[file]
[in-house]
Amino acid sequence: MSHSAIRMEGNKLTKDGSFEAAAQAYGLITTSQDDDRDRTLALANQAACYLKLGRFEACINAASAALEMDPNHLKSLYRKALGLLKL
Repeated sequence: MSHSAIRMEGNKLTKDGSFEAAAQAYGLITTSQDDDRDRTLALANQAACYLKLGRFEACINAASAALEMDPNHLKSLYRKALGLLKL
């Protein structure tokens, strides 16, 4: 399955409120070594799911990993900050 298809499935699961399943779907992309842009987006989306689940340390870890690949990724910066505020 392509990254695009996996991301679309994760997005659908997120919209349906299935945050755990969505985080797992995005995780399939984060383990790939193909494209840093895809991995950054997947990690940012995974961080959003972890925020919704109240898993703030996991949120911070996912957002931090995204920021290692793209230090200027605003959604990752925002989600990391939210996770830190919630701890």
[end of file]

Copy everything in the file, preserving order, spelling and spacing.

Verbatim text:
[in-house]
Amino acid sequence: MSHSAIRMEGNKLTKDGSFEAAAQAYGLITTSQDDDRDRTLALANQAACYLKLGRFEACINAASAALEMDPNHLKSLYRKALGLLKL
Repeated sequence: MSHSAIRMEGNKLTKDGSFEAAAQAYGLITTSQDDDRDRTLALANQAACYLKLGRFEACINAASAALEMDPNHLKSLYRKALGLLKL
């Protein structure tokens, strides 16, 4: 399955409120070594799911990993900050 298809499935699961399943779907992309842009987006989306689940340390870890690949990724910066505020 392509990254695009996996991301679309994760997005659908997120919209349906299935945050755990969505985080797992995005995780399939984060383990790939193909494209840093895809991995950054997947990690940012995974961080959003972890925020919704109240898993703030996991949120911070996912957002931090995204920021290692793209230090200027605003959604990752925002989600990391939210996770830190919630701890």